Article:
The top colleges in America 2013

Do college rankings matter? With the price of a 4-year education approaching $250,000, it's a no-brainer.

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120Comments
Jul 24, 2013 8:31PM
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I know Forbes and, to some degree, US News & World Report caters to an upper middle class to upper class demographic but I wish they would compose, print, and advertise a list that most people will find useful, such as "Top 100 Public Universities that Most Americans May Be Able to Afford"

Jul 25, 2013 12:44PM
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Having both undergraduate and graduate degrees, I find these type rankings to be a total joke. There is  no way to truly rank a school  because of the different majors involved .( All schools do not have the same majors) . I feel they should  show the majors that  the school is strong in,  and compare that.  Thanks !

Jul 25, 2013 12:53AM
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What a farce story!

Just an elitist author working for an elitist "pulp" promoting elitist universities!

Maybe she could get off her high throne, go out, and do serious research about what schools are the  best, making sure to also include universities that Joe/Jane-Average American can afford.
Jul 25, 2013 12:38AM
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The complete list is a joke unless you show some of the grading criteria. It looks very biased and far from many other Top 100 lists found on the web with a simple search. Don't take much stock in this list at all.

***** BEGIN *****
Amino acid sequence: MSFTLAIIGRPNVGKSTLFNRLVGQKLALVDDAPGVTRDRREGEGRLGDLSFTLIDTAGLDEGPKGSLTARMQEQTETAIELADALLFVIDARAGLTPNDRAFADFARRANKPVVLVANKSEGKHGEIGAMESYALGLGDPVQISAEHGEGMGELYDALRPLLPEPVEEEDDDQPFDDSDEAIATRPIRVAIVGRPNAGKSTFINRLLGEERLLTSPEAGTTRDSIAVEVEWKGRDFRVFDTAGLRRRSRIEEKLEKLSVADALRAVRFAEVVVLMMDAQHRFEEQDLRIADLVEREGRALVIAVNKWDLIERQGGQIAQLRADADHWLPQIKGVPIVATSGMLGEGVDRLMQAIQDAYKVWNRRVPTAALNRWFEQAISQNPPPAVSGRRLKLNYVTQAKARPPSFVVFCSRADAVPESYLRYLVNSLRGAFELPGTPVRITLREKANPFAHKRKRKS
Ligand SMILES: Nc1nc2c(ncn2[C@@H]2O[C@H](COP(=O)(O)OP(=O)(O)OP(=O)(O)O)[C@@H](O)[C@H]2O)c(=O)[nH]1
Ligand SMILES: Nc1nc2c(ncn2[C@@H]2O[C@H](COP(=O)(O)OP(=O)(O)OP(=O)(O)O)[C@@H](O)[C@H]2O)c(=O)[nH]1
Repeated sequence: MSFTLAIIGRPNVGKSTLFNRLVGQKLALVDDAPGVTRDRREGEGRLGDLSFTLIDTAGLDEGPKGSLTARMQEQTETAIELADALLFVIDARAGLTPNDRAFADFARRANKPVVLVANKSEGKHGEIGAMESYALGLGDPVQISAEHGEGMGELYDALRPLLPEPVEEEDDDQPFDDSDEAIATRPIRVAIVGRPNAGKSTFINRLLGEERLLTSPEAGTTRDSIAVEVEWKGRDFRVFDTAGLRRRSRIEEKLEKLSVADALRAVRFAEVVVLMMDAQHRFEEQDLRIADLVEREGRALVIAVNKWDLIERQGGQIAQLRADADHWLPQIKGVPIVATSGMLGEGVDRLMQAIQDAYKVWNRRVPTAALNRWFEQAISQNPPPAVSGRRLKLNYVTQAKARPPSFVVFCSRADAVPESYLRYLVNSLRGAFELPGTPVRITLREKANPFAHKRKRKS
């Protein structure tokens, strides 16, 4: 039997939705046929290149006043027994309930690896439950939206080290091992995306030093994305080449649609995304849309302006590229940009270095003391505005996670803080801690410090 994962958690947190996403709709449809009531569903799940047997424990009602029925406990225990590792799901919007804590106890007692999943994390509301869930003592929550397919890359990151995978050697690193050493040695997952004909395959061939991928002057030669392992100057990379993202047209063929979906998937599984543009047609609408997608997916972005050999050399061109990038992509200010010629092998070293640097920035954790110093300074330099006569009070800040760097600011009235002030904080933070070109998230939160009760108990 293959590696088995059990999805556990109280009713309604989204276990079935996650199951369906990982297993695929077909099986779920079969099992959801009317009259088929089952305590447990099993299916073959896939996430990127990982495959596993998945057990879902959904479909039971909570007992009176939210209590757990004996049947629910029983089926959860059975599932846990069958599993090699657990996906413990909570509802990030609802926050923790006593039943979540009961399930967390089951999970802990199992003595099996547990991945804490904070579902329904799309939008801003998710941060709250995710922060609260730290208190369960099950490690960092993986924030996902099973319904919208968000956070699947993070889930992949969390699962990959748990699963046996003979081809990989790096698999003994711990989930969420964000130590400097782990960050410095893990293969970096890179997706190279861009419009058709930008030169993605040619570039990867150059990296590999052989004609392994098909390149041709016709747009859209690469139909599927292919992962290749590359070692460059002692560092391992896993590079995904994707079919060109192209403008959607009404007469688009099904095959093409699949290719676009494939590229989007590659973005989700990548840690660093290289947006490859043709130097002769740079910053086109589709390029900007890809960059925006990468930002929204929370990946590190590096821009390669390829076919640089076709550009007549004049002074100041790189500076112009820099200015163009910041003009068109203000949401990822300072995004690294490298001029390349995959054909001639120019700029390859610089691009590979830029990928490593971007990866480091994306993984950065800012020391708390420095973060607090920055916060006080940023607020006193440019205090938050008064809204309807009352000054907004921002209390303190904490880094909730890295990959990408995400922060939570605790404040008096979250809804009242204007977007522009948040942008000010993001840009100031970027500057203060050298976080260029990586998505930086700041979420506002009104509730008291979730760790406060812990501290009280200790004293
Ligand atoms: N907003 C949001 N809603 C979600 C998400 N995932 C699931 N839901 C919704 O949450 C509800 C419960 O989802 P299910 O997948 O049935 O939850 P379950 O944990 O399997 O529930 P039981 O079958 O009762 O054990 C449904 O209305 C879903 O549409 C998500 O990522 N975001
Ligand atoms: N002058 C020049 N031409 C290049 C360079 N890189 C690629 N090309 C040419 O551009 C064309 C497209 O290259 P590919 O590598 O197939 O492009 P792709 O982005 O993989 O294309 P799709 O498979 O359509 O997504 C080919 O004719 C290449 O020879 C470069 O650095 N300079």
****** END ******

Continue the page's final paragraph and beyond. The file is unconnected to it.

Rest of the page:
Jul 25, 2013 10:35AM
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Stanford tuition 2012-2013 school year was $77,529 for on campus. I can get much better "bang for the buck" elsewhere.
Jul 24, 2013 11:20PM
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Every one of the colleges on the list are either East of the Mississippi or in California. Do you think the raters might be a bit biased? Apparently they are among the elite that think the rest of the US is a "flyover zone".
Jul 24, 2013 11:38PM
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Where is Univ of Michigan or Northwestern and the University of Chicago/
Jul 26, 2013 7:15AM
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I would share only my personal experience, having taken graduate programs at both Stanford and MIT. Many employers (mine included) recruit management trainees only from universities on this list (and not all of them...). I know of investment banks and VC groups that recruit exclusively from Stanford and Harvard in the US, no other schools. I grew up in the SF Peninsula (now 'Silicon Valley') and now live and work in the NYC metro area. The East Coast is absolutely wed to Ivy degrees and 3 years at McKinsey. The West Coast is still more open to broader schools, but bottom line is that an MIT, Harvard, or Stanford background will get you bumped immediately up to consideration for any role. Schools like Pomona or Williams are less so, but they rely very heavily on an incredibly strong and successful alumni.
In Nor Cal, schools like San Jose State and Chico State, which have extremely strong engineering programs (in some cases, pioneering programs) still put a lot of backbone engineers into placement, but they are generally not fast-tracked for mgt roles, and they honestly have to fight pretty hard to get those first roles out of college, particularly now companies looking for 'Rock Star' engineers (I first heard that term from Netscape recruiter...). Google used to advertise for candidates "from top programs" though not sure if they still do
Bottom line, if you can get into one of these schools, or one comparable like Michigan, Duke, or UCLA/Berkeley, there are obvious reasons why you should (and you probably already know that:-)
Jul 25, 2013 11:38AM
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The article mentioned Gerald Ford as an graduate of Yale.  Did he not play football at Michigan?
Jul 26, 2013 7:00AM